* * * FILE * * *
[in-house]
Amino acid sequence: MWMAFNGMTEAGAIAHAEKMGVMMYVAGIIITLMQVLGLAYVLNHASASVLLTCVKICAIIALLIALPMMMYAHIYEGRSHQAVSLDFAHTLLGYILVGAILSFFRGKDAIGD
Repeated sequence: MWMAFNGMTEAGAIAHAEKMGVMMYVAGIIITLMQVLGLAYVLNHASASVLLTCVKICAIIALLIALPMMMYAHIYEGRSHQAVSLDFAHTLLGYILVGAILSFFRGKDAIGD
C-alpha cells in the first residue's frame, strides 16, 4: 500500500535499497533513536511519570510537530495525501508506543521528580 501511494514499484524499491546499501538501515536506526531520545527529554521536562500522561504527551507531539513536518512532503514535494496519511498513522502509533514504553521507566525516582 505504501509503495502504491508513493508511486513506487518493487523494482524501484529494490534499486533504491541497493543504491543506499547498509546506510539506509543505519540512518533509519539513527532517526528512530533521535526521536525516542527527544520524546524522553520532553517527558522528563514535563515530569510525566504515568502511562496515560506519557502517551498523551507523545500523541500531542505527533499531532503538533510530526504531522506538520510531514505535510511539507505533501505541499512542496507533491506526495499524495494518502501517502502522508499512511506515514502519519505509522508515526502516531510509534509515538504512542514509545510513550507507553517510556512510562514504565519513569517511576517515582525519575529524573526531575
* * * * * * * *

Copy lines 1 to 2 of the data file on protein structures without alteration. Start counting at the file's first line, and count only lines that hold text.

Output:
[in-house]
Amino acid sequence: MWMAFNGMTEAGAIAHAEKMGVMMYVAGIIITLMQVLGLAYVLNHASASVLLTCVKICAIIALLIALPMMMYAHIYEGRSHQAVSLDFAHTLLGYILVGAILSFFRGKDAIGD